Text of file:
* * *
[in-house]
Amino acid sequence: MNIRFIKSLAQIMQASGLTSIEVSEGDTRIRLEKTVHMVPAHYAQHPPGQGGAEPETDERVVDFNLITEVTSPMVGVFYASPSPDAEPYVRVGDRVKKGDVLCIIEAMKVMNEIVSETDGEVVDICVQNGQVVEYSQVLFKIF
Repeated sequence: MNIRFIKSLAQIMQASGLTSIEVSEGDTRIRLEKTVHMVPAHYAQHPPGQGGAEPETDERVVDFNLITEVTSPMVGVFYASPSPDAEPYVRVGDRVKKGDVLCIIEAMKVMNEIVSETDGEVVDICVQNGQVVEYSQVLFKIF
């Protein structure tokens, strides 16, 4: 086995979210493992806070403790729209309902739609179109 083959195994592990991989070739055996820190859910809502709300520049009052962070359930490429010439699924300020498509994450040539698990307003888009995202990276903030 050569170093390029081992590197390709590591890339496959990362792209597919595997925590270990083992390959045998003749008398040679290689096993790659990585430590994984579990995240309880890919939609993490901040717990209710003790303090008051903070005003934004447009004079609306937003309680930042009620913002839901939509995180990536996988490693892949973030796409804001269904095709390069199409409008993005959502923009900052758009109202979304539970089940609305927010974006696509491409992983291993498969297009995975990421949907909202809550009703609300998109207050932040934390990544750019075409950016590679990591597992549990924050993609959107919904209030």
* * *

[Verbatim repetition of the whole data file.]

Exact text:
[in-house]
Amino acid sequence: MNIRFIKSLAQIMQASGLTSIEVSEGDTRIRLEKTVHMVPAHYAQHPPGQGGAEPETDERVVDFNLITEVTSPMVGVFYASPSPDAEPYVRVGDRVKKGDVLCIIEAMKVMNEIVSETDGEVVDICVQNGQVVEYSQVLFKIF
Repeated sequence: MNIRFIKSLAQIMQASGLTSIEVSEGDTRIRLEKTVHMVPAHYAQHPPGQGGAEPETDERVVDFNLITEVTSPMVGVFYASPSPDAEPYVRVGDRVKKGDVLCIIEAMKVMNEIVSETDGEVVDICVQNGQVVEYSQVLFKIF
């Protein structure tokens, strides 16, 4: 086995979210493992806070403790729209309902739609179109 083959195994592990991989070739055996820190859910809502709300520049009052962070359930490429010439699924300020498509994450040539698990307003888009995202990276903030 050569170093390029081992590197390709590591890339496959990362792209597919595997925590270990083992390959045998003749008398040679290689096993790659990585430590994984579990995240309880890919939609993490901040717990209710003790303090008051903070005003934004447009004079609306937003309680930042009620913002839901939509995180990536996988490693892949973030796409804001269904095709390069199409409008993005959502923009900052758009109202979304539970089940609305927010974006696509491409992983291993498969297009995975990421949907909202809550009703609300998109207050932040934390990544750019075409950016590679990591597992549990924050993609959107919904209030």